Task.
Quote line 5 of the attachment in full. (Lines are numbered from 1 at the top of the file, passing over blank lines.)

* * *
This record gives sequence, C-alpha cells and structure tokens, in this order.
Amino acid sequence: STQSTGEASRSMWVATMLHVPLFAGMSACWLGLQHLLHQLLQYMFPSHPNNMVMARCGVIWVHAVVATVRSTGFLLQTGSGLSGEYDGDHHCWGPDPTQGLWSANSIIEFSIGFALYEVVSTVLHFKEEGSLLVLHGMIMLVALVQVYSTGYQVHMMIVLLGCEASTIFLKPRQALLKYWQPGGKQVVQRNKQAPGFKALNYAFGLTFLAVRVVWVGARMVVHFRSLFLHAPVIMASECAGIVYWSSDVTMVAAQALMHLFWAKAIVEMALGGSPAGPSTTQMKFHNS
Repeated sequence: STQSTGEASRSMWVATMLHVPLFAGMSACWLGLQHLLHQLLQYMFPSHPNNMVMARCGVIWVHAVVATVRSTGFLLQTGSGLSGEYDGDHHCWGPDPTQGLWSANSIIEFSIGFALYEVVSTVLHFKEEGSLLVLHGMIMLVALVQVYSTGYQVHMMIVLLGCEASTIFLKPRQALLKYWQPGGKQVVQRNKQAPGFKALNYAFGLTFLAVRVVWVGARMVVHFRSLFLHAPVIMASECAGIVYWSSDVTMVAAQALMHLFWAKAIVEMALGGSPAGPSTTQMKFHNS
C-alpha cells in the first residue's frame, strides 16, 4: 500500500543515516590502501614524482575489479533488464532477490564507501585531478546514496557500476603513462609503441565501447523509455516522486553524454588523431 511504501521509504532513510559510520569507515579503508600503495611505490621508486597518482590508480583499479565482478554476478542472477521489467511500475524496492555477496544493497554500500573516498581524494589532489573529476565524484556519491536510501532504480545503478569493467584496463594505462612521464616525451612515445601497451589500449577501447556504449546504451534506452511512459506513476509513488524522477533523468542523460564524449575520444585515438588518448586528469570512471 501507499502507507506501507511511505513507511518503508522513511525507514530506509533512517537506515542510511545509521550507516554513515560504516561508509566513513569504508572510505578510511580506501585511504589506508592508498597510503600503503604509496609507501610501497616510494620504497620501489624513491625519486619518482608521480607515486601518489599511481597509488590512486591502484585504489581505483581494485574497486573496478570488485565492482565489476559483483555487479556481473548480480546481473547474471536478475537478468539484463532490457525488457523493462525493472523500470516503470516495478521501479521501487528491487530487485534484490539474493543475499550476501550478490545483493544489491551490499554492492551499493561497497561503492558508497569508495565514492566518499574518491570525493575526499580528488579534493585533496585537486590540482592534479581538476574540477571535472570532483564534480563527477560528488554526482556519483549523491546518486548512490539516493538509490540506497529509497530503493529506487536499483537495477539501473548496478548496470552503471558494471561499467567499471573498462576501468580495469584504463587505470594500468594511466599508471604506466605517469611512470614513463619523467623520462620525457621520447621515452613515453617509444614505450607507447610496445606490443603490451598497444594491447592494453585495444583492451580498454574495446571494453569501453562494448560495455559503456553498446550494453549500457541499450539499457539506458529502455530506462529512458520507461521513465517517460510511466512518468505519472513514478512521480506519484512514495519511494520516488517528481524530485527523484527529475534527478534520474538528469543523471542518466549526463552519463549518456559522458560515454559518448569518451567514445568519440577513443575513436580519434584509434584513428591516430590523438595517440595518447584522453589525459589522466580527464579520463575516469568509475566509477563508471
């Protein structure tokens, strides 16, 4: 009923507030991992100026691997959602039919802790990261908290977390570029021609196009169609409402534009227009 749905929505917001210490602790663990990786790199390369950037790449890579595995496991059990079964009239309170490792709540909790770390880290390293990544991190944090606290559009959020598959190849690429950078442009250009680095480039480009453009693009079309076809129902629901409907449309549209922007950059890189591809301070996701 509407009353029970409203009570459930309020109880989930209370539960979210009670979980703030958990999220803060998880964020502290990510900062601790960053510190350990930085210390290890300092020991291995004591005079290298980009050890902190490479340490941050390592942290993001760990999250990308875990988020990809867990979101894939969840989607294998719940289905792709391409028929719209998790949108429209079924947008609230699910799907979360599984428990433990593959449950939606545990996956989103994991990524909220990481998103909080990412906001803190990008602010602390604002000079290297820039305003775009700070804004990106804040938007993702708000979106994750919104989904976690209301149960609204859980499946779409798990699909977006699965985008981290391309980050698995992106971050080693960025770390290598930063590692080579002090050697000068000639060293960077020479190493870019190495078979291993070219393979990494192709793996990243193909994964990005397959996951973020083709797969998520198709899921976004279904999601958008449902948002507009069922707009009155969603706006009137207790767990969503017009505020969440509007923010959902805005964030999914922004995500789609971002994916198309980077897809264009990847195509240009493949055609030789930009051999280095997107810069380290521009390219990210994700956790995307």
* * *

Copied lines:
């Protein structure tokens, strides 16, 4: 009923507030991992100026691997959602039919802790990261908290977390570029021609196009169609409402534009227009 749905929505917001210490602790663990990786790199390369950037790449890579595995496991059990079964009239309170490792709540909790770390880290390293990544991190944090606290559009959020598959190849690429950078442009250009680095480039480009453009693009079309076809129902629901409907449309549209922007950059890189591809301070996701 509407009353029970409203009570459930309020109880989930209370539960979210009670979980703030958990999220803060998880964020502290990510900062601790960053510190350990930085210390290890300092020991291995004591005079290298980009050890902190490479340490941050390592942290993001760990999250990308875990988020990809867990979101894939969840989607294998719940289905792709391409028929719209998790949108429209079924947008609230699910799907979360599984428990433990593959449950939606545990996956989103994991990524909220990481998103909080990412906001803190990008602010602390604002000079290297820039305003775009700070804004990106804040938007993702708000979106994750919104989904976690209301149960609204859980499946779409798990699909977006699965985008981290391309980050698995992106971050080693960025770390290598930063590692080579002090050697000068000639060293960077020479190493870019190495078979291993070219393979990494192709793996990243193909994964990005397959996951973020083709797969998520198709899921976004279904999601958008449902948002507009069922707009009155969603706006009137207790767990969503017009505020969440509007923010959902805005964030999914922004995500789609971002994916198309980077897809264009990847195509240009493949055609030789930009051999280095997107810069380290521009390219990210994700956790995307």